Friday, October 26, 2012

ECG Interpretation Review #52 (Wide Tacycardia - Toxins - Hyperkalemia - Ventricular Tachycardia - Sinoventricular Rhythm)

The ECG in Figure 1 was obtained from an acutely ill but alert (and hemodynamically stable) patient.
  • Is the rhythm VT (Ventricular Tachycardia)?
  • How certain are you of your diagnosis?
  • If told that the patient was a 31-year old woman with abnormal renal function who presented in DKA (Diabetic KetoAcidosis) ― Could you come up with an explanation as to why the rhythm in Figure 1 might not be ventricular tachycardia?

Figure 1: WCT rhythm in a 31yo woman with renal disease and DKA. Is this VT? 

INTERPRETATION: The rhythm in Figure 1 is a regular WCT (Wide-Complex Tachycardia) at a rate of ~135/minute. No P waves are seen. The usual differential diagnosis for a monomorphic regular WCT of uncertain etiology is shown in Figure 2:

Figure 2: Common Causes of a Regular WCT when sinus P waves are not seen.

Our reason for listing VT as the first 8 entities in LIST #1  is that VT is by far the most common cause of a regular WCT of uncertain etiology – and – that VT should not be missed.
  • Assessment of QRS morphology in Figure 1 reveals an exceedingly wide, amorphous QRS complex that does not at all resemble any form of bundle branch block.
  • The QRS is entirely negative in lead V6 (deep QS complex) ― and it is entirely positive in lead aVR (monophasic R wave) ― both being features that under normal circumstances identify VT with near-100% specificity.
  • There is extreme axis deviation (totally negative QRS in leads I and aVF) ― which also normally conveys near-100% specificity for a diagnosis of VT.

The above said – clinical circumstances in this case differ from the usual setting for VT, and are KEY to recognizing the correct diagnosis. The patient is a 31-year old woman with abnormal renal function and acute DKA. The reason for QRS widening is marked hyperkalemia! (serum K+=9.8 mEq/L at the time Figure 1 was obtained).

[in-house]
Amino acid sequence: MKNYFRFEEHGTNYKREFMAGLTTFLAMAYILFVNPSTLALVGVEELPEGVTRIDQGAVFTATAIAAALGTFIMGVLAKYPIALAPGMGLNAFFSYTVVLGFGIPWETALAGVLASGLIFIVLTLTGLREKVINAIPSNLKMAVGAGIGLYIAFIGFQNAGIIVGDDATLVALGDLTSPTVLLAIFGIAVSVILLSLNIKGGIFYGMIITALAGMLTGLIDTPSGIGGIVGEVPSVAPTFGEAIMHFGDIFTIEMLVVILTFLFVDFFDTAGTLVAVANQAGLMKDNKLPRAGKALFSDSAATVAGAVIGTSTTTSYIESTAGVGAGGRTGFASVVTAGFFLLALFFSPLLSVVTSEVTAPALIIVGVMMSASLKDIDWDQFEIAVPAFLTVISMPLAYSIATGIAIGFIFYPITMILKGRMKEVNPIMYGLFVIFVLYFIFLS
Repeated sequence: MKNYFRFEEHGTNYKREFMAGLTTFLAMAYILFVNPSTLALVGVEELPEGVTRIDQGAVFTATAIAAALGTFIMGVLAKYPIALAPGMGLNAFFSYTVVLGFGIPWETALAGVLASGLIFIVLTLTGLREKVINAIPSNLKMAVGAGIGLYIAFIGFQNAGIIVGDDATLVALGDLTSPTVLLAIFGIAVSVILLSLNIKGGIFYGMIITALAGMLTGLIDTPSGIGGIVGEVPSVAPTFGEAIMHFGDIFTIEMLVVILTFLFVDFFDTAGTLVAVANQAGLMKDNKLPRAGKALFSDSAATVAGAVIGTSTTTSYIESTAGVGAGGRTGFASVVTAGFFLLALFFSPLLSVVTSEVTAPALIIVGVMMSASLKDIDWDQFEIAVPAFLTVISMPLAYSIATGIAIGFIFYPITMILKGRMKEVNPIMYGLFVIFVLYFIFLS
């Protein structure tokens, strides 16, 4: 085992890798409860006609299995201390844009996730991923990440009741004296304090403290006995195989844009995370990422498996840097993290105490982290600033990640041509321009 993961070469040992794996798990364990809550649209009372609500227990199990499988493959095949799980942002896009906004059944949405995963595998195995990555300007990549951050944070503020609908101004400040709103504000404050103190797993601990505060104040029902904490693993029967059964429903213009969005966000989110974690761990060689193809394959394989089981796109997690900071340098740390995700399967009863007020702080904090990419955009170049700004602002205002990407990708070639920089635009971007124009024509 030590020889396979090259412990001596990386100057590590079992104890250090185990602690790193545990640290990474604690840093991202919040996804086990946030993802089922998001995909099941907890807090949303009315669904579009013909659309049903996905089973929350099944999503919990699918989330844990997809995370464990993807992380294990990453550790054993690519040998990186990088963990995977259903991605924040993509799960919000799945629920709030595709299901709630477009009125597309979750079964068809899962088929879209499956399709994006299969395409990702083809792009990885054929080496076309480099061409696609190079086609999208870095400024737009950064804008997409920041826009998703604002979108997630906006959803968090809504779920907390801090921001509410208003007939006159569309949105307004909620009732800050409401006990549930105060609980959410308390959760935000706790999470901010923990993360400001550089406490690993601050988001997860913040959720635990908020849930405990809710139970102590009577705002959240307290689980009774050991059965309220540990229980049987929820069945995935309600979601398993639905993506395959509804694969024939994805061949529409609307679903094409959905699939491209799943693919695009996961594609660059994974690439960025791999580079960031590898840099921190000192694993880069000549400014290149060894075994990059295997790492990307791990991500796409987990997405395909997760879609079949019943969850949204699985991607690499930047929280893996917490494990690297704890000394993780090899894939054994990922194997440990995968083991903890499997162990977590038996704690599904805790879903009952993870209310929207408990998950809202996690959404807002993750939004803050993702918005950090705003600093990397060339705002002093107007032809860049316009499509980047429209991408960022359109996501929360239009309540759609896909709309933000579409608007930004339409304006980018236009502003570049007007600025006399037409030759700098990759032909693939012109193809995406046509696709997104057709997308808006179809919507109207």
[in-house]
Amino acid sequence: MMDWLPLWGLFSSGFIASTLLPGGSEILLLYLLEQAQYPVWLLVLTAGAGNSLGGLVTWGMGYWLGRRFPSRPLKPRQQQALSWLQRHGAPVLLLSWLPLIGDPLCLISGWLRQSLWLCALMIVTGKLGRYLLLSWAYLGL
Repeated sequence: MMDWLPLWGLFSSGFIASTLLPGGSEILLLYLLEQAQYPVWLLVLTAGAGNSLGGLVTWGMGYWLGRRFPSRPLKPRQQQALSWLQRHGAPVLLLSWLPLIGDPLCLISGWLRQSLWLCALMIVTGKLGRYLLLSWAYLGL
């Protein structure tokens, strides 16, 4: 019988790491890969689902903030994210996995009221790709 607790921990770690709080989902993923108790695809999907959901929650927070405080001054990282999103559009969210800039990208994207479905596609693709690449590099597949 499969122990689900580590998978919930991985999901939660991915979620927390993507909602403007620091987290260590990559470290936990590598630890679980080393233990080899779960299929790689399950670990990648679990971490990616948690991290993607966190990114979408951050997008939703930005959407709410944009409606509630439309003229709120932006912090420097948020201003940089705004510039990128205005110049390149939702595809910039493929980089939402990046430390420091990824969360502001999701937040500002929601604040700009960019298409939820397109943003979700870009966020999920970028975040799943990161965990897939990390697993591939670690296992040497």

• ECG changes of hyperkalemia typically follow a progressive sequence (See ECG Blog #10). Initially ― there is generalized T wave peaking (serum K+ ~5.5-6.5 mEq/L).
  • As serum K+ levels approach ~7-8 mEq/L range ― the QRS widens and P wave amplitude decreases.
  • Eventually, P waves disappear. Interestingly, the sinus node is still able to transmit the electrical impulse to the ventricles even though no P wave is seen. This is known as a sinoventricular rhythm ― and could be an explanation for how the regular WCT in Figure 1 might reflect sinus rhythm despite the absence of P waves ... 
  • Ultimately ― transmission of sinus impulses ceases, and a sinusoidal-widened pattern supervenes. Ventricular fibrillation or cardiac standstill invariably follow.

BOTTOM LINE: Whether the rhythm in Figure 1 represents VT from marked electrolyte disturbance vs sinoventricular rhythm with QRS widening (and loss of P waves) from hyperkalemia is uncertain. We favor the latter  because the treating clinician in this case recalled that onset of QRS widening was gradual following an initial ECG in which the QRS was narrow and T waves were peaked. IF the rhythm in Figure 1 had been VT  we would have expected a much more abrupt onset of the regular WCT rhythm.
  • Treatment with emergency K+-lowering treatment (calcium gluconate; glucose plus insulin; acute dialysis) resulted in resolution of QRS widening and return of electrically-evident sinus rhythm.

ADDENDUM: Perhaps List #1 in Figure 2 should be amended by addition of an Item #11 = “Something else” to include entities such as hyperkalemia and/or toxin effect (as might be seen with tricyclic overdose, in which marked QRS widening may be seen despite persistence of sinus mechanism).

ACKNOWLEDGMENT: My appreciation goes to Dr. Harsha Nagarajarao (of Cardiology Boards) for allowing me to use this tracing.


  • See Section 11.0 on Electrolyte Disturbances (in ECG-2014-ePub) ― with the part on Hyperkalemia beginning in Section 11.3.